Four months ago, the CFDA/Vogue Fashion Fund finalists were announced, kicking off a stretch of studio visits, challenges, collaborations, and fashion shows to determine the designer that would take home the grand prize of $400,000 USD. The ten finalists included Batsheva (Batsheva Hay), Bode (Emily Adams Bode), Christian Cowan, Hunting Season (Danielle Corona), Jonathan Cohen (Jonathan Cohen and Sarah Leff), Luar (Raul Lopez), Matthew Adams Dolan, Pyer Moss (Kerby Jean-Raymond), Rebecca de Ravenel, and Scosha (Scosha Woolridge). On Monday night, Pyer Moss, the New York-based unisex label founded in 2013, was named the winner. Bode and Jonathan Cohen were the runners-up.
“It took 18 years in the industry and a few years with Pyer Moss, but we are here now and I’m really happy,” Jean-Raymond tells Refinery29. “It means we’re being accepted in this space but most importantly it means we’re being understood, which is what we care most about.” He continued: “This win means the next generation of people of colour designers don’t need to conform, they can be themselves, they can be authentic and people will love you for it. I hope we made the barrier of entry less scary for the kids that look like us.”
This is a full circle moment for the designer. When Issa Rae hosted the CFDA Awards in June — she was the first Black woman to do so — she wore custom a custom Pyer Moss royal blue one-shoulder jumpsuit with an overlay made up of over 180,000 Swarovski crystals. Embroidered on Rae's belt was the phrase “Every N*gga Is A Star,” a lyric lifted from Boris Gardiner’s song of the same name, which Kendrick Lamar sampled for “Wesley’s Theory,” ; the latter track was performed by a gospel choir during the label's fall 2018 runway show.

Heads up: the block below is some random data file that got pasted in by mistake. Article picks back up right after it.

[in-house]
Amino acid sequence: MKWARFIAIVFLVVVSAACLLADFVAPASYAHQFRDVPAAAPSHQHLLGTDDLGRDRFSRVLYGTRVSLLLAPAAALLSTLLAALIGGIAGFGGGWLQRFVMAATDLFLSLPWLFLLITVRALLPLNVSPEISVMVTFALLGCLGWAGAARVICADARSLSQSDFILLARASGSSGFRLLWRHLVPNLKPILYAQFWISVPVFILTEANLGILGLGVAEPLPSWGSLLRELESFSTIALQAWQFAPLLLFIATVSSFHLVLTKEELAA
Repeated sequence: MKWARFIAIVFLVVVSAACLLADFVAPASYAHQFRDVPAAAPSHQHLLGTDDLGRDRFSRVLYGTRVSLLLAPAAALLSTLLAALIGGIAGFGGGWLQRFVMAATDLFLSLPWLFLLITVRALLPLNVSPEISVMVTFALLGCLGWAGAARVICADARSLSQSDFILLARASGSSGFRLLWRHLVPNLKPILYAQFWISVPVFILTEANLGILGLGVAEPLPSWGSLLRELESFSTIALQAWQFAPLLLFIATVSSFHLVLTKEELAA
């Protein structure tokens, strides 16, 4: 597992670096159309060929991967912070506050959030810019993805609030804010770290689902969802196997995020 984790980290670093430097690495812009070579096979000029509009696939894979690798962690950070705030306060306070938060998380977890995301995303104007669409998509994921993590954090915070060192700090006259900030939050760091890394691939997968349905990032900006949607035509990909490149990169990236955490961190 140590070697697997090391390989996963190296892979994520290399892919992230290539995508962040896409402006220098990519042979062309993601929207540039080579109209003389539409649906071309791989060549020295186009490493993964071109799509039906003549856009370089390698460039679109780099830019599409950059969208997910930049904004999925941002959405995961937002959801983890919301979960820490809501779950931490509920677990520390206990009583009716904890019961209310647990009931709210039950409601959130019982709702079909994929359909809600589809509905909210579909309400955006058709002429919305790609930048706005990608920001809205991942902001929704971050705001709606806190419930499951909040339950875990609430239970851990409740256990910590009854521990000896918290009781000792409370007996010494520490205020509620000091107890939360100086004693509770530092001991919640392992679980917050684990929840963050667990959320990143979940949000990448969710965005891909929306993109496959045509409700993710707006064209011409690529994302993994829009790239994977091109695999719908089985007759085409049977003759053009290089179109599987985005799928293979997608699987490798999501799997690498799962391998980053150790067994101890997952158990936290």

Jean-Raymond says the phrase spoke to both him and Rae. “It was a last minute idea that tied in the messages of our last show as well as Issa’s artistry,” he told Refinery29 in June, of the belt. But what else would you expect from a designer who's no stranger to using fashion as a form of protest? In 2014, Pyer Moss created the “They Have Names” shirt, honouring the memories of 11 Black men killed by police brutality; this past year, he created an updated version of the top, “Even More Names,” for Colin Kaepernick to wear in his GQ ‘Man of the Year’ spread.
In September, he presented a seemingly radical idea for the fashion industry for his spring 2019 show: Jean-Raymond “created a world devoid of angst of racism and imagined what Black American life would be like if it were had been left untouched, unmolested, and unbothered,” according to a press release at the time. It was a moment that clearly resonated. Jean-Raymond hopes this opportunity will help him create more meaningful moments, and also help to champion new talent.